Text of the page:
TP53 mutations in ovarian carcinomas from sporadic cases and carriers of two distinct BRCA1 founder mutations; relation to age at diagnosis and survivalReport as inadecuate




TP53 mutations in ovarian carcinomas from sporadic cases and carriers of two distinct BRCA1 founder mutations; relation to age at diagnosis and survival - Download this document for free, or read online. Document in PDF available to download.

BMC Cancer

, 5:134

First Online: 17 October 2005Received: 14 January 2005Accepted: 17 October 2005DOI: 10.1186-1471-2407-5-134

Cite this article as: Kringen, P., Wang, Y., Dumeaux, V. et al. BMC Cancer 2005 5: 134. doi:10.1186-1471-2407-5-134

Abstract

BackgroundOvarian carcinomas from 30 BRCA1 germ-line carriers of two distinct high penetrant founder mutations, 20 carrying the 1675delA and 10 the 1135insA, and 100 sporadic cases were characterized for somatic mutations in the TP53 gene. We analyzed differences in relation to BRCA1 germline status, TP53 status, survival and age at diagnosis, as previous studies have not been conclusive.

MethodsDNA was extracted from paraffin embedded formalin fixed tissues for the familial cases, and from fresh frozen specimen from the sporadic cases. All cases were treated at our hospital according to protocol. Mutation analyses of exon 2 – 11 were performed using TTGE, followed by sequencing.

ResultsSurvival rates for BRCA1-familial cases with TP53 mutations were not significantly lower than for familial cases without TP53 mutations p = 0.25, RR = 1.64, 95% CI 0.71–3.78. Median age at diagnosis for sporadic 59 years and familial 49 years cases differed significantly p < 0.001 with or without TP53 mutations. Age at diagnosis between the two types of familial carriers were not significantly different, with median age of 47 for 1675delA and 52.5 for 1135insA carriers p = 0.245. For cases ≥50 years at diagnosis, a trend toward longer survival for sporadic over familial cases was observed p = 0.08. The opposite trend was observed for cases <50 years at diagnosis.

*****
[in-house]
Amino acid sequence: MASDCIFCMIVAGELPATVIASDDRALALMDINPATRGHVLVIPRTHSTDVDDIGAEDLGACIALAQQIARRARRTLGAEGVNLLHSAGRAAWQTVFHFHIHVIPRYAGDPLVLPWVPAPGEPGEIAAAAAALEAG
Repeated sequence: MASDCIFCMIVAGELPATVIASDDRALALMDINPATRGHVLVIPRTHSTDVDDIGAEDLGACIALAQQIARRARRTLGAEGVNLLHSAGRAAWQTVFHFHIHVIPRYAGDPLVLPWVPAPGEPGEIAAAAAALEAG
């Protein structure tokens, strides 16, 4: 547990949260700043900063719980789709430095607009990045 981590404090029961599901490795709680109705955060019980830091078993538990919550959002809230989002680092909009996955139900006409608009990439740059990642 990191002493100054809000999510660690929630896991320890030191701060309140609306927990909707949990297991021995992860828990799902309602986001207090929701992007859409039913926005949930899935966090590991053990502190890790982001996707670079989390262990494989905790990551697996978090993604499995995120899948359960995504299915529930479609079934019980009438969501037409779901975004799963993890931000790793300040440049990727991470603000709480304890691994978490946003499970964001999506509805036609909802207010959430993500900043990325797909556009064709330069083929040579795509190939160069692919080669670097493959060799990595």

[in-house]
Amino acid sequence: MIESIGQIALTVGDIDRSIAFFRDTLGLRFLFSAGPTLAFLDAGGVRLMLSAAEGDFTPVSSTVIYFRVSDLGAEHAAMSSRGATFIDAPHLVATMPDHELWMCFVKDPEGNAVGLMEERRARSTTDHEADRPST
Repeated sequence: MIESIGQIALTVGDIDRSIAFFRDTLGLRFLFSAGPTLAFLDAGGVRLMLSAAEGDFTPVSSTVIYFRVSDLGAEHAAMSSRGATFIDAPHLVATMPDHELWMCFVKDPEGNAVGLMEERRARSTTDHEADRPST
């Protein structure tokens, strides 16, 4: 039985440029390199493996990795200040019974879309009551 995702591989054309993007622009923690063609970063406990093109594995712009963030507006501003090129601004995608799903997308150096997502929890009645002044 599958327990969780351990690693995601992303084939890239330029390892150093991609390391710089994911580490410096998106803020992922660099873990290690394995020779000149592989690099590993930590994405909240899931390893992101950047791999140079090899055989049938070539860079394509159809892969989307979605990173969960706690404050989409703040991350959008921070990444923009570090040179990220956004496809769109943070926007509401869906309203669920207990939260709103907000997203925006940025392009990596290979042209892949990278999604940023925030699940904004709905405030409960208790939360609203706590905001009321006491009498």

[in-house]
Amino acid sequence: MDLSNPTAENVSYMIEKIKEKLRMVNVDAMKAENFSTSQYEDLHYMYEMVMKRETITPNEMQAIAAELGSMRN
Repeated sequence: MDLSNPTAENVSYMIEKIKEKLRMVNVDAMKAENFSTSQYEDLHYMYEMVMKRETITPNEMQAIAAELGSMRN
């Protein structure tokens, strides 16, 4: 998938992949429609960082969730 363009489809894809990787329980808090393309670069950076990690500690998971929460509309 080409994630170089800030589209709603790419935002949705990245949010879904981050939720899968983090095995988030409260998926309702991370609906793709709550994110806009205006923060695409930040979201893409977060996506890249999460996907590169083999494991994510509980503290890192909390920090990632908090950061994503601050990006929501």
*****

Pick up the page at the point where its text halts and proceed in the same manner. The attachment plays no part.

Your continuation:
ConclusionThere do not seem to be a protective advantage for familial BRCA1 carriers without TP53 mutations over familial cases with TP53 mutations. However, there seem to be a trend towards initial advantage in survival for familial cases compared to sporadic cases diagnosed before the age of 50 both with and without TP53 mutations. However, this trend diminishes over time and for cases diagnosed ≥50 years the sporadic cases show a trend towards an advantage in survival over familial cases. Although this data set is small, if confirmed, this may be a link in the evidence that the differences in ovarian cancer survival reported, are not due to the type of BRCA1 mutation, but may be secondary to genetic factors shared. This may have clinical implications for follow-up such as prophylactic surgery within carriers of the two most frequent Norwegian BRCA1 founder mutations.

List of abbreviationsTTGEtemporal temperature gradient gel electrophoresis

PCRpolymerase chain reaction

FIGOInternational Federation of Gynaecology and Obstetrics

RRrisk ratio.

Electronic supplementary materialThe online version of this article doi:10.1186-1471-2407-5-134 contains supplementary material, which is available to authorized users.

Download fulltext PDF



Author: Pedro Kringen - Yun Wang - Vanessa Dumeaux - Jahn M Nesland - Gunnar Kristensen - Anne-Lise Borresen-Dale - Anne Dorum

Source: https://link.springer.com/







Related documents